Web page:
New measures to tighten the laws around the sale of knives and corrosive substances have come into force as part of the government’s efforts to tackle youth violence under the Beating Crime Plan.

These new measures were included in the Offensive Weapons Act 2019, placing new responsibilities on retailers and delivery companies during the online sale and delivery of knives and corrosive substances.

In terms of delivery, packages containing these items can now only be handed over to the recipient once it has been verified that there are over 18. The sale of corrosive substances has also been banned to anyone under the age of 18.

In a submission to the Home Office’s consultation on corrosive substances in 2017, ACS outlined its support for a regulatory age restriction on harmful products, noting the convenience sector’s familiarity with age-restricted sales of other products such as tobacco, fireworks and alcohol.

ACS chief executive James Lowman said: “Retailers should apply the Challenge25 policy to the sale of knives and corrosive substances as they do with the sale of other age-restricted products and this should be done at the point of sale for in-store purchases, on collection or at the point of delivery.”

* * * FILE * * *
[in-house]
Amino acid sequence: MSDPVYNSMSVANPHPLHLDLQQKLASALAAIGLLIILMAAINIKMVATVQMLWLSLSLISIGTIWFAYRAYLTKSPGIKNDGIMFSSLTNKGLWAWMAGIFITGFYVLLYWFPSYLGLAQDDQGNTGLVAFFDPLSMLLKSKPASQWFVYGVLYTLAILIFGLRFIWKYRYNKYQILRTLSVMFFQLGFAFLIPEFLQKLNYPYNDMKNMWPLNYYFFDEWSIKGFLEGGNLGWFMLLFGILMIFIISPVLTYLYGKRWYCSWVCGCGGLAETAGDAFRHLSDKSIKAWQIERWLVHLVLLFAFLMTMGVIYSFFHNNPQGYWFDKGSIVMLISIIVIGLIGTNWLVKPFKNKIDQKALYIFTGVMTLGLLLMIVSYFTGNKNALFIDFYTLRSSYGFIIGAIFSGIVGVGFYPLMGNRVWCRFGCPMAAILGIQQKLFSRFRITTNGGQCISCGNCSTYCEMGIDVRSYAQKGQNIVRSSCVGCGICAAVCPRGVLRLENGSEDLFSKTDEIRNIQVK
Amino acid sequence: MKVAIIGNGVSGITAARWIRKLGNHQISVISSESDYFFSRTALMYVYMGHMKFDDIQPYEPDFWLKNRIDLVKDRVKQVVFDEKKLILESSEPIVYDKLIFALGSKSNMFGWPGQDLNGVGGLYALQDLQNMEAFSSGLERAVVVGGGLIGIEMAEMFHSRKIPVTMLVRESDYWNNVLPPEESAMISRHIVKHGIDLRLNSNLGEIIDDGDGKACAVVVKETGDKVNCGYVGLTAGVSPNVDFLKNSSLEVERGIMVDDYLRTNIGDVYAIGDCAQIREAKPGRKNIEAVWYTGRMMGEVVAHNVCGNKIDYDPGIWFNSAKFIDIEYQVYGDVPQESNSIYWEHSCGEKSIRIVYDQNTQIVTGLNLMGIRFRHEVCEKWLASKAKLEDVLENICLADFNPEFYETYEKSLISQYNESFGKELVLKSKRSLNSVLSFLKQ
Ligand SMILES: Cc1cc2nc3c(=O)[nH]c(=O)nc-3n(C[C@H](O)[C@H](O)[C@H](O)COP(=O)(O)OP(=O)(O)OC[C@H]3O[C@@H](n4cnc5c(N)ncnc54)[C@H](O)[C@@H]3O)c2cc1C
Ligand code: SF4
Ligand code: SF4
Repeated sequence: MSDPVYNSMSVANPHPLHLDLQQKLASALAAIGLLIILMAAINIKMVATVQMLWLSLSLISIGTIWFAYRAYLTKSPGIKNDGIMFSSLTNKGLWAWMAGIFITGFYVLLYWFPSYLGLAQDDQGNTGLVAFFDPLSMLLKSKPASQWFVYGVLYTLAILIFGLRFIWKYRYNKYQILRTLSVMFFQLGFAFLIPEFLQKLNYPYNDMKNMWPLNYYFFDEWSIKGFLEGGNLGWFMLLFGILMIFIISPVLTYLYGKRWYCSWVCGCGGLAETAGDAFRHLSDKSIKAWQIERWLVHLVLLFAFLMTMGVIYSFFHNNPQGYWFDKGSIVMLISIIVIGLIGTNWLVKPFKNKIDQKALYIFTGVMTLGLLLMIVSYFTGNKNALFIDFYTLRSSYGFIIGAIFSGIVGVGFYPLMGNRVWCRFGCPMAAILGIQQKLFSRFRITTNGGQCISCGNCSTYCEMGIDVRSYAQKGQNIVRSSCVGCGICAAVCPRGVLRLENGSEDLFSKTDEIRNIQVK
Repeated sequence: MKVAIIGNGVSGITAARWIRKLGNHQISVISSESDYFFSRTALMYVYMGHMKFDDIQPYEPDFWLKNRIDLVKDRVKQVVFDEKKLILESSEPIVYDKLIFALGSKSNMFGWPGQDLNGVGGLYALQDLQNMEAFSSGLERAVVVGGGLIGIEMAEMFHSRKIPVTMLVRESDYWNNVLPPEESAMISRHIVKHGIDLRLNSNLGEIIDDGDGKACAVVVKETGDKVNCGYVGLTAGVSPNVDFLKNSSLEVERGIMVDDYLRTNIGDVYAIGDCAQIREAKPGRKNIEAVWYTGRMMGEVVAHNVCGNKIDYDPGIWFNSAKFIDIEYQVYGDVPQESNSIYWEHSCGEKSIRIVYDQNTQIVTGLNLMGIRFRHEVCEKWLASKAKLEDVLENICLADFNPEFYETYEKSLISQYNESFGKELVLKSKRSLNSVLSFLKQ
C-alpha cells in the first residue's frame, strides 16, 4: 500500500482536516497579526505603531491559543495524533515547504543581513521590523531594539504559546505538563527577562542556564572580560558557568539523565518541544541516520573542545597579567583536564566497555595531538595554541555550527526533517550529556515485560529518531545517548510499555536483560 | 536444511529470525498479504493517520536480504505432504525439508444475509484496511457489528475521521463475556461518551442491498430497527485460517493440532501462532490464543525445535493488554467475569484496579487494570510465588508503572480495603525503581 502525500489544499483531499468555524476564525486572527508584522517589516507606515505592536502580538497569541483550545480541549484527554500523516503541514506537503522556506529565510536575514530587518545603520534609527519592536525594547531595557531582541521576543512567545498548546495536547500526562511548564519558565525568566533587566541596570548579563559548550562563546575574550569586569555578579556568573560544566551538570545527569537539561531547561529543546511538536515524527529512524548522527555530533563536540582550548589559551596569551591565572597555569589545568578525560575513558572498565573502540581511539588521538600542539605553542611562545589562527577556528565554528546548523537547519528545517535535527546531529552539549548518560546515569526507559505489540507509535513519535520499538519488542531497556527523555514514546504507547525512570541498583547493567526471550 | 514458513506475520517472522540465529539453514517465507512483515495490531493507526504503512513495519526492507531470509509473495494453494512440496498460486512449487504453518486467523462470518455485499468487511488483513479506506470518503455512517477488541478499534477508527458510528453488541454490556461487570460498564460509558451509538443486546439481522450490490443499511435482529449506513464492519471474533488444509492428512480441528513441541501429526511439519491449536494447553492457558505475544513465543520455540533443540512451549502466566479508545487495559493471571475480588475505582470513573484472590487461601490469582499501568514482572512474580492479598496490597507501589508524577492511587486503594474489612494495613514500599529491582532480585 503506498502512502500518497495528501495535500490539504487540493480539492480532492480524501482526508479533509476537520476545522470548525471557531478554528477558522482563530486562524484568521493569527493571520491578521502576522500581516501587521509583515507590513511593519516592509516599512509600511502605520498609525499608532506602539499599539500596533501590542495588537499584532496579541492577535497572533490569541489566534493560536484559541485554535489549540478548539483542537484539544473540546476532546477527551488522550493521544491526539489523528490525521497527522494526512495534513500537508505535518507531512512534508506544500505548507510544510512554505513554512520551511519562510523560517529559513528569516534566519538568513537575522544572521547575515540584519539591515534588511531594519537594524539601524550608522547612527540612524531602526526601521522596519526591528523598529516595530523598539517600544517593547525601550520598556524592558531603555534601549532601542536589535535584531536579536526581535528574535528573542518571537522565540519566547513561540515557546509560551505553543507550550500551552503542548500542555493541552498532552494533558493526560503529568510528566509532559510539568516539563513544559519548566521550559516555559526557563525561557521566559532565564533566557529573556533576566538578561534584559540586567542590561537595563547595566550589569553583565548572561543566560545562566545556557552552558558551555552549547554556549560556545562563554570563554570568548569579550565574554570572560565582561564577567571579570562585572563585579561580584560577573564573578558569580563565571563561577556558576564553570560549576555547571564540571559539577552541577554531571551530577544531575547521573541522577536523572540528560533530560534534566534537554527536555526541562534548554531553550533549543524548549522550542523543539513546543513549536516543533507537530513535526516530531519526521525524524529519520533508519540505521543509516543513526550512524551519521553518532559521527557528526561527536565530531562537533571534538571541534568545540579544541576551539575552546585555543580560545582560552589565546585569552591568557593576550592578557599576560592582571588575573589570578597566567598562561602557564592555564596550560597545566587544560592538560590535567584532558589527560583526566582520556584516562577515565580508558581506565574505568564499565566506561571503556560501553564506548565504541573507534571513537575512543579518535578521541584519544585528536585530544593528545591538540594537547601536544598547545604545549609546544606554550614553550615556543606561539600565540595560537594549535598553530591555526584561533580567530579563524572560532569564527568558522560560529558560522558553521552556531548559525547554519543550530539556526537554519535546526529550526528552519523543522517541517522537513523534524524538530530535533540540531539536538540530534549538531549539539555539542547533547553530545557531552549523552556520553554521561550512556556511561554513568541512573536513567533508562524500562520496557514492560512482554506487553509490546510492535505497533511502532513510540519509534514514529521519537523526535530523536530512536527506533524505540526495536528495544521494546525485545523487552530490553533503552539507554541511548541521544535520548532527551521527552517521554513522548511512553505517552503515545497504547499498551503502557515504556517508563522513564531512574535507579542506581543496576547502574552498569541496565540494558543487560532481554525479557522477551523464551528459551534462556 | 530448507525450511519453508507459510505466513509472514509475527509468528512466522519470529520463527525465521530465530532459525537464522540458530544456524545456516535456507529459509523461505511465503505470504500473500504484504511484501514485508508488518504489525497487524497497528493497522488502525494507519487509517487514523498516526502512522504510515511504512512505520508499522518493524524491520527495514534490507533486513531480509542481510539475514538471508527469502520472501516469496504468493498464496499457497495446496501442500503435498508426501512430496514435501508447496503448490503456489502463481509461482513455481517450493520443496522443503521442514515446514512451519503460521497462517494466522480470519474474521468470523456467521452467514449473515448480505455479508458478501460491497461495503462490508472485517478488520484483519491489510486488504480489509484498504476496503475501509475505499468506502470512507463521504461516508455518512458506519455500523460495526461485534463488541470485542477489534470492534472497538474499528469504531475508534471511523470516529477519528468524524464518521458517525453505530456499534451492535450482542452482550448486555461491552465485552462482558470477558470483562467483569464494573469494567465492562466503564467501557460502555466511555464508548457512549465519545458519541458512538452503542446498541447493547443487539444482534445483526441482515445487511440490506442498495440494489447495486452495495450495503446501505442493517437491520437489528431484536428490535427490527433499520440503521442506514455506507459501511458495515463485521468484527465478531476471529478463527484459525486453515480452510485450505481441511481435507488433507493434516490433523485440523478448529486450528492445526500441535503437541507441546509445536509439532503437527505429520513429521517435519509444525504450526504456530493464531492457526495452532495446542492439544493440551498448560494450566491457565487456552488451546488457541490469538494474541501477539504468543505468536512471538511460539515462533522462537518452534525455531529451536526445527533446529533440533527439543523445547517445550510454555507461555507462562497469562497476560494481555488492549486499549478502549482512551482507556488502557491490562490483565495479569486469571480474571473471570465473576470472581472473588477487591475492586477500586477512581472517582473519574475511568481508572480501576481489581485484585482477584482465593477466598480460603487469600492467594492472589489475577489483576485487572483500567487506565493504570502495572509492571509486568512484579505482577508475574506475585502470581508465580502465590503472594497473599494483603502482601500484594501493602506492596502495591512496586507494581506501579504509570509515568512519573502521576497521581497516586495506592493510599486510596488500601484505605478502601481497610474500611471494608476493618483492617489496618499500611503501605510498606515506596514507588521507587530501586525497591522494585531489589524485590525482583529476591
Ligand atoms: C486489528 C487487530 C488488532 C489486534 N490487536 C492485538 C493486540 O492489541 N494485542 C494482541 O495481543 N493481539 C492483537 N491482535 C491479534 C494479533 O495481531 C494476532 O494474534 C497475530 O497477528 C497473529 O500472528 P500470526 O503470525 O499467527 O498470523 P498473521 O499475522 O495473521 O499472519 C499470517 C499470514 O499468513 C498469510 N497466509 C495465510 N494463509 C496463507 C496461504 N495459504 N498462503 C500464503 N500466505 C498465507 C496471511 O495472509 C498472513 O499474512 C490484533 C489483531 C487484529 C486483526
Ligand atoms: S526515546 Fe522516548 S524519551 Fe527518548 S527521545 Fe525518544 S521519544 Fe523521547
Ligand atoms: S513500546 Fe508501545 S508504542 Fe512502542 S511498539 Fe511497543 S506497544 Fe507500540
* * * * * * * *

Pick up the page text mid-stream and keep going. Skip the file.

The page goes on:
ACS has a range of advice available for retailers on the sale of age restricted products assured by Surrey and Buckinghamshire Trading Standards, including a guide on preventing underage sales and new guidance for delivery drivers on how to approach the delivery and refusal of age restricted products is available here.

Earlier this year, ACS also launched a new campaign to boost awareness of Challenge25 among consumers and support colleagues in local shops selling age-restricted products. Challenge25 is a long running successful policy created to support colleagues who are doing their job by enforcing the law on age restricted sales, including knives and corrosive substances.